Abusix SC rate: 99.99%
Newsletters FP rate: 0.3%
Speed: 

10% GREEN 50% GREEN 95% GREEN 98% GREEN

VBSpam

Sophos's Email Appliance keeps edging close to another VBSpam+ award but two false positives this month meant that such an accolade wasn't in the bag this time. Still, with a really good catch rate of 99.88% and just one newsletter false positive, there are enough reasons for the product's developers to be happy with their 36th VBSpam award in as many tests.

SpamTitan 6.00

SC rate: 99.96%
FP rate: 0.00%
Final score: 99.95
Project Honey Pot SC rate: 99.93%
Abusix SC rate: 100.00%
Newsletters FP rate: 0.3%
Speed: 

10% GREEN 50% GREEN 95% YELLOW 98% YELLOW

VBSpam+

For the fourth time in a row, SpamTitan blocked more than 99.9% of spam – and for the third time in a row, it did so without any false positives. Noting that the two yellow marks in the speed performance should really be very pale yellow (these emails were returned in just a shade over 30 seconds), the product fully deserves its ninth VBSpam+ award.

ZEROSPAM

SC rate: 99.98%
FP rate: 0.03%
Final score: 99.69
Project Honey Pot SC rate: 99.97%
Abusix SC rate: 100.00%
Newsletters FP rate: 3.8%
Speed:

10% GREEN 50% GREEN 95% GREEN 98% GREEN

VBSpam

While ZEROSPAM's developers should be proud of their product's impressive 99.98% catch rate, they will be a little disappointed with the false positive rate and the blocked newsletters, which this time prevented the product from achieving a VBSpam+ award. An ordinary VBSpam award, however, is well deserved.

Spamhaus DBL

SC rate: 55.50%
FP rate: 0.00%
Final score: 55.50
Project Honey Pot SC rate: 84.75%
Abusix SC rate: 20.73%
Newsletters FP rate: 0.0%

Spamhaus ZEN

SC rate: 97.27%
FP rate: 0.00%
Final score: 97.27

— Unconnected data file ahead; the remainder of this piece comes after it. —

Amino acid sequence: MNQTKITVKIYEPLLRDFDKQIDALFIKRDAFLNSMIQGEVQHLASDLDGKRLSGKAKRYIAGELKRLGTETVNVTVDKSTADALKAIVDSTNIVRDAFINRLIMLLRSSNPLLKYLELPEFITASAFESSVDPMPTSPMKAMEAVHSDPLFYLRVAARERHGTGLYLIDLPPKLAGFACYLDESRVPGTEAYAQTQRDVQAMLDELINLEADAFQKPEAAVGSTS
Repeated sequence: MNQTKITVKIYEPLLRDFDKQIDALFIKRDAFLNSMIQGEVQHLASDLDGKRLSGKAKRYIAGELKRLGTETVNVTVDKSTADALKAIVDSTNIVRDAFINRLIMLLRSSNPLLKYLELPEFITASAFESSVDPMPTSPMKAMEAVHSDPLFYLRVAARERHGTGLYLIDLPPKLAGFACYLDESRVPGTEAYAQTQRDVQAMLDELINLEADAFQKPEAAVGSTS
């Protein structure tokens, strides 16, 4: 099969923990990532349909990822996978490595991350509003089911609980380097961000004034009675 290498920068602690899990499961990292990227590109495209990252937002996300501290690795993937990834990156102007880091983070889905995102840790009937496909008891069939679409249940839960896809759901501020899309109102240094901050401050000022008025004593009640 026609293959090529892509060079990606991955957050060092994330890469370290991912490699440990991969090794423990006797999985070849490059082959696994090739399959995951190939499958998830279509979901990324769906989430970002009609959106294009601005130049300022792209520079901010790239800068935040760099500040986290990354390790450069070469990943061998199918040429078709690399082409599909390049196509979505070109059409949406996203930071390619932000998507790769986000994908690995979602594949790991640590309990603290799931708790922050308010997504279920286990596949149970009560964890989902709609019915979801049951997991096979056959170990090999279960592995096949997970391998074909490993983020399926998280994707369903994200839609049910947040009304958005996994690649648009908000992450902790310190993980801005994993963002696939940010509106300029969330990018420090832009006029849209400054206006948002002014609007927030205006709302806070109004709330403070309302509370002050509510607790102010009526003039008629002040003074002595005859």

Project Honey Pot SC rate: 95.73%
Abusix SC rate: 99.10%
Newsletters FP rate: 0.0%

Spamhaus ZEN+DBL

SC rate: 98.38%
FP rate: 0.00%
Final score: 98.38
Project Honey Pot SC rate: 97.54%
Abusix SC rate: 99.37%
Newsletters FP rate: 0.0%

The results for the two Spamhaus blacklists, as well as for the combination thereof in this test are interesting, not just because they are really good, but also because they indicate that the high catch rates of all products in the test may in part be because so much spam was sent from IP addresses and/or contained domains that were used solely by spammers and could thus be blacklisted.

Though not intended to be used on its own, the combined ZEN+DBL list in this test performed so well it would have achieved a VBSpam award had it participated as a full solution. That is certainly impressive!

Results tables


VBSpam-table1-Jan16.jpg

VBSpam-table2-Jan16.jpgVBSpam-table3-Jan16.jpgVBSpam-table4-Jan16.jpg

VBSpam quadrant January 2016

Conclusion

With performance as good as it was in this test, the billions of email users will know that their chances of opening a malicious or otherwise unwanted email have been greatly reduced. Of course, we are looking forward to the next test and to seeing whether these high catch rates can be maintained.

The next VBSpam test will run in February and March 2016, with the results scheduled for publication in March. Developers interested in submitting products, or who want to know more about how Virus Bulletin can help your company measure or improve its spam filter performance, should email martijn.grooten@virusbtn.com.

Download PDF

twitter.png
fb.png
linkedin.png
googleplus.png
reddit.png

 

Latest reviews:

VB100 Comparative Review - April 2018

In the last of the current style VB100 tests, we put 35 anti-virus products from 32 vendors through their paces. 27 products achieved VB100 certification.

VBWeb Comparative Review - Spring 2018

In the latest VBWeb test we checked products against 571 drive-by downloads (exploit kits) and 423 direct malware downloads, as well as 335 URLs that we deemed ‘potentially malicious’.

VBSpam Comparative Review - March 2018

In this VBSpam test we looked at 11 full email security products as well as eight blacklists of various kinds. Each of the 11 full products reached the required standard to achieve a VBSpam award, and six of them performed so well they achieved a…

VB100 Comparative Review - February 2018

In the more than 20 years that Virus Bulletin’s anti-malware tests have been running, their primary aim has been to verify that products are able to keep up with the latest, confirmed threats. On this occasion, we were able to do this for no fewer…

VB100 Comparative Review - December 2017

At the end of this, the last VB100 test of 2017, 31 products from 27 vendors were able to add a VB100 award to their tallies.